I'll start off by saying that this is a hard post to write. It's filled with memories that are difficult to think about, but have been on my mind lately.
It's nearly October, roughly one year since the nightmare that our family went through when my eldest was hospitalized for over two weeks with a staph infection.
Throughout the past year, I'd catch brief moments of grief, like finding a toy that reminds me of that time, or reading a book that I had read to Soren when he was sedated, or even seeing an episode of the Mickey Mouse Club, which always seemed to be on during those long days and nights spent at his bedside.
All year long, I felt that I hadn't fully processed the grief and what had happened. It's not that was avoiding it, but it was just maybe not convenient to let it all out. A car ride on the Interstate that goes past the hospital might elicit a few tears, but can I really sob while driving on a three-lane highway with two kids in the back seat? Or when discovering a bag of burn-related bandages and ointments in a closet when digging for wrapping paper to wrap a birthday present?
I just feel so sad lately, and wonder if the grief has finally, after all these months, caught up with me. There is something powerful about the change of seasons and its deep association with the events of last fall. I could hide in swimming pools and sandboxes all summer long, but now that those damned beautiful leaves are upon us, it triggers the memory of watching that small maple tree outside the hospital window change from green to red and then remain a bare silhouette of itself.
I pulled out a few autumn decorations this week and came across a little pumpkin plate I bought in the hospital gift shop, a souvenir of the last days of my son's illness, when we were all eager to come home. While it's a reminder of the good that came out of the experience (the amazing care and kindness of the doctors, nurses, therapists and staff, and oh yeah, that my son got better), it's still hard at this moment to not focus on the feelings of fear and helplessness that dominated our time in the hospital. The horror of those first days, the procedures done on him and how ill and not himself that he looked in that hospital bed are forever burned into my memory.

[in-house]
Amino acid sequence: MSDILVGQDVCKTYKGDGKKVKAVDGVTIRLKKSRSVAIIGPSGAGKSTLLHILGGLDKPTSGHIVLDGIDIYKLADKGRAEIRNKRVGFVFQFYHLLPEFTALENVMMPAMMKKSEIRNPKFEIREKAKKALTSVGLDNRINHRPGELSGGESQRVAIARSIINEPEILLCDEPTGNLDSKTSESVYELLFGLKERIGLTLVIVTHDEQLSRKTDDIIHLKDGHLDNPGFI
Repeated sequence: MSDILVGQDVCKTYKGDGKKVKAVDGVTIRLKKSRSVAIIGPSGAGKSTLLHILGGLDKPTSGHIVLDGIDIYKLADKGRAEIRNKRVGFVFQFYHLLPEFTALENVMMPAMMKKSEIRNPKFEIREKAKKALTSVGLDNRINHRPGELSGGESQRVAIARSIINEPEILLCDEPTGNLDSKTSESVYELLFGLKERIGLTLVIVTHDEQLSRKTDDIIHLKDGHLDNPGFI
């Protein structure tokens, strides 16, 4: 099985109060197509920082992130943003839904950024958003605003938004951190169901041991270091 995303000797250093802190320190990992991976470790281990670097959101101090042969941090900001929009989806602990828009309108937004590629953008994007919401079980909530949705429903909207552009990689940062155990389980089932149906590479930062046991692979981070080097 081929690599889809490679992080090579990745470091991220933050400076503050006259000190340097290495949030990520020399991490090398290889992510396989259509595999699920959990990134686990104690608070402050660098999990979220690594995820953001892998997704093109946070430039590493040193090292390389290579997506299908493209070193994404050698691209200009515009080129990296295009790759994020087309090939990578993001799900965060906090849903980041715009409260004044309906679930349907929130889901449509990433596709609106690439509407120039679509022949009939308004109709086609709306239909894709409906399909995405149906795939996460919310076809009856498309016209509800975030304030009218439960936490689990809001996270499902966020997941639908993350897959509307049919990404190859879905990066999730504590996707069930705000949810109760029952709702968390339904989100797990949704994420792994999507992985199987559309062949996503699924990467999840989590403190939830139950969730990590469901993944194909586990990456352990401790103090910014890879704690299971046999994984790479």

I imagine that this is what grieving is like when approaching the eve of those dreaded anniversaries, when the control one's emotions is relinquished by seasonal reminders of the event.
So this month is going to be a hard one for me. I'm considering a project, like an "October Thankfulness" project, where I do something every day, whether large or small, to thank someone in the world for what they do. I'd like to include a visit to the Pediatric ICU in that project, which I really have been eager to do with Soren, but I'm a little shy about invading such an important and often stressful (for the staff) place. "Hi, my formerly-ill son and I would like to say hi and bring you bagels. Oh, and I don't mind chatting while you perform a tracheotomy on an infant!"
But I do think it's important for closure for us to figure out a good time to visit. And Soren does seem eager to go back and see the hospital again. As far as we can tell, he has no bad memories of his illness. A lot of it was that he was intubated and sedated for most of it, but even at the tail-end of his hospitalization he was allowed to watch as much TV and drink as much juice as he wanted, and also got lots of gifts!
There is so much for me to be grateful for, and of course I am. I have a healthy, thriving son (two of them, actually). However, there's still a lot for me to digest here, and I'm hoping that upon reaching the other side of this grief, things will seem a lot better and I'll be stronger. Thanks for listening to my ramblings.